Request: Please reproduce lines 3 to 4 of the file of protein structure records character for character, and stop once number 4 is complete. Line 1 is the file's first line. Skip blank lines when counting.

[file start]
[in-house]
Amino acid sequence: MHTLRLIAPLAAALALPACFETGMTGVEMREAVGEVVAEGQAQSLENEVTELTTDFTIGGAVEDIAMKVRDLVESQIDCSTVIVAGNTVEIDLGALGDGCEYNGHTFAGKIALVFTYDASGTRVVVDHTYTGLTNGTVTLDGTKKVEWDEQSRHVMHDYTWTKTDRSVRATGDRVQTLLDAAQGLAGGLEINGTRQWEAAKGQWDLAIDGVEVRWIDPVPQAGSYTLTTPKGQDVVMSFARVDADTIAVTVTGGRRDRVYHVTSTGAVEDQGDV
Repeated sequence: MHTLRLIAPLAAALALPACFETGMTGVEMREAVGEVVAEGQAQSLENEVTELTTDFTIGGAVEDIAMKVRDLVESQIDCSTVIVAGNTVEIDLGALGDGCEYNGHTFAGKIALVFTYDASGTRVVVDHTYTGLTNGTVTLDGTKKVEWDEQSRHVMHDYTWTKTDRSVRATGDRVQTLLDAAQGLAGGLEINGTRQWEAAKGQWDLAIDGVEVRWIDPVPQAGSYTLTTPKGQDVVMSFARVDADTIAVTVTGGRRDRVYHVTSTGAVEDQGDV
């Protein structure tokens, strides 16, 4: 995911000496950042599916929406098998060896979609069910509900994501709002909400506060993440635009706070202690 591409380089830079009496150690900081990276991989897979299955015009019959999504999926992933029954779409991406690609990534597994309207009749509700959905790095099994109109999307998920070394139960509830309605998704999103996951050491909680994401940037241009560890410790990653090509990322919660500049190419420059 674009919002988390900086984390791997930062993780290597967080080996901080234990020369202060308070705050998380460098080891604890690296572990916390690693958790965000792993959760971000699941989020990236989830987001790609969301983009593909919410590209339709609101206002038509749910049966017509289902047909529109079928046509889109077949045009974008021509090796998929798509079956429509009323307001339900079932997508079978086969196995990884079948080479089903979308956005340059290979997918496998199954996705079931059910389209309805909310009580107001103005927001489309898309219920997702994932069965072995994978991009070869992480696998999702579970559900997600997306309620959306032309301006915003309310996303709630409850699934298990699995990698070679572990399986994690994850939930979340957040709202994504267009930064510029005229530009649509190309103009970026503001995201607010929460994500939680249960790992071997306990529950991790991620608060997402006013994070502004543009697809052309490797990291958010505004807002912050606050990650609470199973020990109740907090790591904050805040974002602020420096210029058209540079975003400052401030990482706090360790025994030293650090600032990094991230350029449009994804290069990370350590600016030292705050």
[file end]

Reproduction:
Repeated sequence: MHTLRLIAPLAAALALPACFETGMTGVEMREAVGEVVAEGQAQSLENEVTELTTDFTIGGAVEDIAMKVRDLVESQIDCSTVIVAGNTVEIDLGALGDGCEYNGHTFAGKIALVFTYDASGTRVVVDHTYTGLTNGTVTLDGTKKVEWDEQSRHVMHDYTWTKTDRSVRATGDRVQTLLDAAQGLAGGLEINGTRQWEAAKGQWDLAIDGVEVRWIDPVPQAGSYTLTTPKGQDVVMSFARVDADTIAVTVTGGRRDRVYHVTSTGAVEDQGDV
């Protein structure tokens, strides 16, 4: 995911000496950042599916929406098998060896979609069910509900994501709002909400506060993440635009706070202690 591409380089830079009496150690900081990276991989897979299955015009019959999504999926992933029954779409991406690609990534597994309207009749509700959905790095099994109109999307998920070394139960509830309605998704999103996951050491909680994401940037241009560890410790990653090509990322919660500049190419420059 674009919002988390900086984390791997930062993780290597967080080996901080234990020369202060308070705050998380460098080891604890690296572990916390690693958790965000792993959760971000699941989020990236989830987001790609969301983009593909919410590209339709609101206002038509749910049966017509289902047909529109079928046509889109077949045009974008021509090796998929798509079956429509009323307001339900079932997508079978086969196995990884079948080479089903979308956005340059290979997918496998199954996705079931059910389209309805909310009580107001103005927001489309898309219920997702994932069965072995994978991009070869992480696998999702579970559900997600997306309620959306032309301006915003309310996303709630409850699934298990699995990698070679572990399986994690994850939930979340957040709202994504267009930064510029005229530009649509190309103009970026503001995201607010929460994500939680249960790992071997306990529950991790991620608060997402006013994070502004543009697809052309490797990291958010505004807002912050606050990650609470199973020990109740907090790591904050805040974002602020420096210029058209540079975003400052401030990482706090360790025994030293650090600032990094991230350029449009994804290069990370350590600016030292705050």